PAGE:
Cattle futures recover from sell-off last week - CME

Lean hog futures settle up
calendar icon 14 November 2023
clock icon 2 minute read

Chicago Mercantile Exchange (CME) live cattle and feeder futures advanced on Monday in a rebound from recent declines to multi-month lows, reported Reuters

Short-covering helped boost the markets, as losses driven by fund liquidation and technical selling last week were overdone, brokers said.

The US beef industry still faces tight supplies of cattle, after years of drought drove ranchers to reduce the size of the nation's herd to the lowest in decades in 2023.

"We got pretty deeply oversold," said Matt Wiegand, broker for FuturesOne.

CME December live cattle futures settled up 0.750 cent at 174.925 cents per pound, after dropping on Friday to the lowest price since May 26. February 2024 live cattle rose 0.600 cent to 175.250 cents per pound, after falling on Friday to the lowest price since May 12.

In the feeder cattle market, January 2024 futures jumped 1.875 cents to 228.300 cents per pound, after sinking on Friday to the lowest price since April 5.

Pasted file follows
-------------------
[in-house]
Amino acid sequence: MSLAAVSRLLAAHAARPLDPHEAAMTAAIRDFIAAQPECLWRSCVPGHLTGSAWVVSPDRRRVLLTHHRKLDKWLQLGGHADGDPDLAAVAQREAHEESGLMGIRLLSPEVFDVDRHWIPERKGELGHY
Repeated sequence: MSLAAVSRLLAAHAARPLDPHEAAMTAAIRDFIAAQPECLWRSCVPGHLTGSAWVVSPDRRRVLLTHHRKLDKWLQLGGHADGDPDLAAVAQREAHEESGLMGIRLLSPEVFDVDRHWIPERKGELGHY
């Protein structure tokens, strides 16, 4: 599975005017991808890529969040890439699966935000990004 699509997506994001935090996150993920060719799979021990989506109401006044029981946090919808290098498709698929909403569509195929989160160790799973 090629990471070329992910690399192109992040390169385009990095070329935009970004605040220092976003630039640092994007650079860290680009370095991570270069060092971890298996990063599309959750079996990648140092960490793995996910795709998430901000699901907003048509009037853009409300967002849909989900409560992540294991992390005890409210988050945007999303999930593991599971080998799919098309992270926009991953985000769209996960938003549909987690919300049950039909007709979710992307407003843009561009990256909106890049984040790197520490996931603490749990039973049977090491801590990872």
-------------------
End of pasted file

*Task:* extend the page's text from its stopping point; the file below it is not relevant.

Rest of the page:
Corn futures also rose on Monday, and higher grain prices often pressure feeder cattle by signaling risks for increased costs for livestock feed.

"The feeder cattle holding strength with corn up a dime is a pretty good sign that we exhausted the downside move," Wiegand said.

US meat company Tyson Foods projected in a quarterly earnings report that tight cattle supplies will lead its beef business to an adjusted operating loss of between $400 million and breakeven in its fiscal year 2024, which started on Oct. 1.

The sector will continue to face challenges until producers start to retain heifers to rebuild herds, and it is unclear when that will begin, Tyson CFO John R. Tyson said in an interview.

The meatpacker said beef sales volumes fell by 6.7% in the quarter ended Sept. 30, while average prices climbed 10.2%. Its pork sales volumes slumped 0.2% as prices dropped 6.7%.

At the CME, December lean hog futures settled 1.450 cents higher at 73.350 cents per pound.

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